(USA Today) SAN FRANCISCO -- It was years in the making; is the Facebook phone worth the wait?
Ultimately, that's for consumers and reviewers to decide.
Rumors have swirled for years about the mystical phone, which Facebook introduced at its headquarters today. For the financial sake of Facebook, it's imperative that the new phone -- manufactured by HTC, carried by AT&T and sporting an Android operating system -- sells well. It's the linchpin in the social-networking company's pursuit of mobile ads. The $99 phone goes on sale April 12.
The phone/service features Home (facebook.com/home), downloadable software that brings the Facebook experience to several Android devices: HTC One X, HTC One X+, Samsung Galaxy S III and Samsung Galaxy Note II.
At first blush, the new phone could find a receptive audience among the under-25 crowd, which is comfortable with having their mobile devices within reach at all times. Facebook chafes at suggestions that teens and twentysomethings are leaving the social network, so a phone immersed in news updates and other Facebook features might go over well.
Facebook, the No. 2 mobile-ad publisher in the U.S. behind Google, last year accounted for 9.5% of the $4.1 billion mobile ad market. It's expected to take 13% of the $7.3 billion market this year, estimates researcher eMarketer.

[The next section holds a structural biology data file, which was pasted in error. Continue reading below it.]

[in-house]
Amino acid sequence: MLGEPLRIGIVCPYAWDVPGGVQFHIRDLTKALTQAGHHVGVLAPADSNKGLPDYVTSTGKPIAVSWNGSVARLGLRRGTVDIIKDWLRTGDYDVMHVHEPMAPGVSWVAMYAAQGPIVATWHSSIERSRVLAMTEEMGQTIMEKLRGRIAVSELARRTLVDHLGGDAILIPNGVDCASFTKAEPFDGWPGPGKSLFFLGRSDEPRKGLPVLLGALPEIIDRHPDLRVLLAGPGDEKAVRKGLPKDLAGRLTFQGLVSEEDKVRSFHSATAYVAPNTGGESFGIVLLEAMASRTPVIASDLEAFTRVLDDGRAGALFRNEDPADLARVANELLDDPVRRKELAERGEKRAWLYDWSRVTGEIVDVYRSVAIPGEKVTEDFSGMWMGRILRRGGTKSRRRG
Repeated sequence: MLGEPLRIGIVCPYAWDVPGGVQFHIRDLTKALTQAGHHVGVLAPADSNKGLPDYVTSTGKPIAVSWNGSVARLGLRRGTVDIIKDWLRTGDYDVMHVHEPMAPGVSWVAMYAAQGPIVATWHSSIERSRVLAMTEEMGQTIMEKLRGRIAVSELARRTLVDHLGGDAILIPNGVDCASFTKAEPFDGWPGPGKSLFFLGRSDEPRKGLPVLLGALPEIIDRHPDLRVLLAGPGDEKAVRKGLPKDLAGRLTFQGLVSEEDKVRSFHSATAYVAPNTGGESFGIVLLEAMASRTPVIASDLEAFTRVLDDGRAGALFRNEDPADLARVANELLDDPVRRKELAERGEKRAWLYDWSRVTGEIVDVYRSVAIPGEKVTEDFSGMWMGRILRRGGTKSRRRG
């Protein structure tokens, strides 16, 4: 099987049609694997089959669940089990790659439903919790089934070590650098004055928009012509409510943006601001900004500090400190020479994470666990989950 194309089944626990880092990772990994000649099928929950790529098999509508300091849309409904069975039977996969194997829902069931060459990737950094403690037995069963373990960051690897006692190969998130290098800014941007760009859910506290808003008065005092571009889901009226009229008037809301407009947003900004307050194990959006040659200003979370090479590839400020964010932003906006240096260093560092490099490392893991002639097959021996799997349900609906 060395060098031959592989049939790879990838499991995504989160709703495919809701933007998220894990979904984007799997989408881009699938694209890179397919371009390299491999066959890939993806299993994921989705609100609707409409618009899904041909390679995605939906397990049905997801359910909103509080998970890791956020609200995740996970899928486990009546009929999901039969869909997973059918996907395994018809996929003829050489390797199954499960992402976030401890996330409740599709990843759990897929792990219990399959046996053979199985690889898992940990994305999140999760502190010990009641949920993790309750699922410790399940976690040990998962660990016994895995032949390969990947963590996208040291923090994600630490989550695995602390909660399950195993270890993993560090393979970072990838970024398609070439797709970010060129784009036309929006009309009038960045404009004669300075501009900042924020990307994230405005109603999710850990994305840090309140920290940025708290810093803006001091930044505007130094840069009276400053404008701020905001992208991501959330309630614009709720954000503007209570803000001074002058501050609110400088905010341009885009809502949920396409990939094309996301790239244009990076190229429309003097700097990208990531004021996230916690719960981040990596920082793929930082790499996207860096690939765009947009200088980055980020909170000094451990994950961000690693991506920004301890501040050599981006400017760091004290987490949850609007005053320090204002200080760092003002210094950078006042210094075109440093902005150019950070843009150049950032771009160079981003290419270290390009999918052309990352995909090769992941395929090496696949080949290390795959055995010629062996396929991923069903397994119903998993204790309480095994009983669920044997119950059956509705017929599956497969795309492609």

A phone could "hard wire" the Facebook experience on a mobile device, increasing consumers' time on the service, analysts say. But the experience has to be more than a branded device, they say. Branded phones from Barclays and Mary Kay did not fare well.
"It can't be just about the hardware," says Phillip Redman, mobile analyst at Gartner. "It can do two things for success: Change the business model and give it away to its best users; or design it for low-cost or no-cost calls among Facebook friends."
Facebook's entry is one in a glut of recent smartphone contestants. New models from Samsung (Galaxy S4), HTC (One) and BlackBerry (the Q10 keyboard) highlight a bumper spring crop. Apple's rumored iPhone 5S or iPhone 6 lurks in the shadows.
"The handset market is very competitive," says Clark Fredricksen, vice president at eMarketer. "Samsung, Apple and Android all are gaining market share, and boast computing platforms to feed into (the) mobile market. It remains to be seen if Facebook will gain traction."
Facebook boasts 1 billion members, 30% of which are mobile-only users, according to market researcher ComScore.
It was also the No. 1 mobile app in the U.S. in February in terms of engagement, accounting for 24% of all time spent on mobile apps -- 27%, if you include Instagram.